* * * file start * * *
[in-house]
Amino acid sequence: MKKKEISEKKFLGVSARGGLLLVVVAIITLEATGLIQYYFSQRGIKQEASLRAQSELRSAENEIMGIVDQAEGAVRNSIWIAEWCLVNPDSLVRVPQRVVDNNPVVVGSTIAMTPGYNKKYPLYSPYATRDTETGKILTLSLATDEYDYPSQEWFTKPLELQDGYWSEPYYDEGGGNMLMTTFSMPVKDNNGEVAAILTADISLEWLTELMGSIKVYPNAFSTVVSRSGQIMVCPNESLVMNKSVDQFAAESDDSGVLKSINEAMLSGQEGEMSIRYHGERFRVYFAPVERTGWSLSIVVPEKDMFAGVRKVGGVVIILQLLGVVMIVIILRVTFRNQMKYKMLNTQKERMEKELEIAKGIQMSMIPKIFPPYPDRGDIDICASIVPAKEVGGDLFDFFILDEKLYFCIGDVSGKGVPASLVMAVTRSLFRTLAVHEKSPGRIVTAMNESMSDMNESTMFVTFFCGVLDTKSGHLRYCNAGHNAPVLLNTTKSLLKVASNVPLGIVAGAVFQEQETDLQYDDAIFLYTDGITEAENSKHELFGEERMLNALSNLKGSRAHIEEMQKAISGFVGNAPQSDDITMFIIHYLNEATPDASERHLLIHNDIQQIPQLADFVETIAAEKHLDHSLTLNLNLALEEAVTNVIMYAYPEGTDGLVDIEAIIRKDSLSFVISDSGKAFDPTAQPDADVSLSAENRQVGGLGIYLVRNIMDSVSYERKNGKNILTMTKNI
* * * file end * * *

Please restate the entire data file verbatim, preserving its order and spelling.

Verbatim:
[in-house]
Amino acid sequence: MKKKEISEKKFLGVSARGGLLLVVVAIITLEATGLIQYYFSQRGIKQEASLRAQSELRSAENEIMGIVDQAEGAVRNSIWIAEWCLVNPDSLVRVPQRVVDNNPVVVGSTIAMTPGYNKKYPLYSPYATRDTETGKILTLSLATDEYDYPSQEWFTKPLELQDGYWSEPYYDEGGGNMLMTTFSMPVKDNNGEVAAILTADISLEWLTELMGSIKVYPNAFSTVVSRSGQIMVCPNESLVMNKSVDQFAAESDDSGVLKSINEAMLSGQEGEMSIRYHGERFRVYFAPVERTGWSLSIVVPEKDMFAGVRKVGGVVIILQLLGVVMIVIILRVTFRNQMKYKMLNTQKERMEKELEIAKGIQMSMIPKIFPPYPDRGDIDICASIVPAKEVGGDLFDFFILDEKLYFCIGDVSGKGVPASLVMAVTRSLFRTLAVHEKSPGRIVTAMNESMSDMNESTMFVTFFCGVLDTKSGHLRYCNAGHNAPVLLNTTKSLLKVASNVPLGIVAGAVFQEQETDLQYDDAIFLYTDGITEAENSKHELFGEERMLNALSNLKGSRAHIEEMQKAISGFVGNAPQSDDITMFIIHYLNEATPDASERHLLIHNDIQQIPQLADFVETIAAEKHLDHSLTLNLNLALEEAVTNVIMYAYPEGTDGLVDIEAIIRKDSLSFVISDSGKAFDPTAQPDADVSLSAENRQVGGLGIYLVRNIMDSVSYERKNGKNILTMTKNI